A little bit about Sustained Shared Thinking......
How do we support children’s sustained shared thinking?
Sustained shared thinking is strongly associated with high-quality teaching and learning for young children. Children who engage in sustained shared conversations are more likely to do well in school and life. Sustained shared conversation is about engaging in extra talk, rather than just responding to directions such as ‘put your jacket on’, ‘pick up’, ‘clean up’, ‘do this’, ‘don’t do that’ etc. Professor Iram Siraj-Blatchford defines it as an episode in which two or more individuals (children together, or adults and children) ‘work together’ in an intellectual way to solve a problem, clarify a concept, evaluate activities or extend a narrative etc. Both parties must contribute to the thinking, and it must develop and extend. Some strategies staff in services could use when they are engaging in sustained shared conversations with children include:
Tuning in: listening carefully to what is being said, observing body language and what the child is doing.
Showing genuine interest: giving their whole attention to the child, maintaining eye contact, affirming, smiling, nodding.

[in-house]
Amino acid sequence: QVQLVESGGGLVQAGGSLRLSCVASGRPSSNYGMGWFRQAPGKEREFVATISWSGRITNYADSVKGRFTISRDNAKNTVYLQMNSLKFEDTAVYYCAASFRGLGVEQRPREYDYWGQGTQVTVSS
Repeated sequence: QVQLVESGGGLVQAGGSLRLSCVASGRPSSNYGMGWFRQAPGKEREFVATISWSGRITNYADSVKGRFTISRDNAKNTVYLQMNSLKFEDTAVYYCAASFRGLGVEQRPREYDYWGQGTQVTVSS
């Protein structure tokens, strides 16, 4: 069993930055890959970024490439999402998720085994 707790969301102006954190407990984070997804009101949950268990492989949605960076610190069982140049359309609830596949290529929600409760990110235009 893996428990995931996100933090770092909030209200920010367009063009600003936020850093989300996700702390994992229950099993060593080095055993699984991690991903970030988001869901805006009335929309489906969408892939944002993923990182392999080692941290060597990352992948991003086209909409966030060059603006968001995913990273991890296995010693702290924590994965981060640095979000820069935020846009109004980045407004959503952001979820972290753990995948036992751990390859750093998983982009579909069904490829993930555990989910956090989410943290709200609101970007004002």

Respecting children’s own decisions and choices by inviting children to elaborate: saying things like ‘I really want to know more about this’ and listening and engaging in the response.
Re-capping: ‘So you think that … ’
Offering the adult’s own experience: ‘I like to listen to music when I cook at home.’
Clarifying ideas: ‘Right Darren, so you think that this stone will melt if I boil it in water?’
Suggesting: ‘You might like to try doing it this way.’
Reminding: ‘Don’t forget that you said that this stone will melt if I boil it.’
Using encouragement to further thinking: ‘You have really thought hard about where to put this door in the palace – where will you put the windows?’
Offering an alternative viewpoint: ‘Maybe Goldilocks wasn’t naughty when she ate the porridge?’
Speculating: ‘Do you think the three bears would have liked Goldilocks to come to live with them as their friend?’
Reciprocating: ‘Thank goodness that you were wearing wellington boots when you jumped in those puddles George. Look at my feet, they are soaking wet!’
Asking open questions: ‘How did you … ?’ ‘Why does this ... ?’ ‘What happens next?’ ‘What do you think?’ ‘I wonder what would happen if … ?’
Modelling thinking: ‘I have to think hard about what I do this evening. I need take my library books back to the library and stop off at the supermarket to get some food for tomorrow, but I just won’t have time to do all of these things.’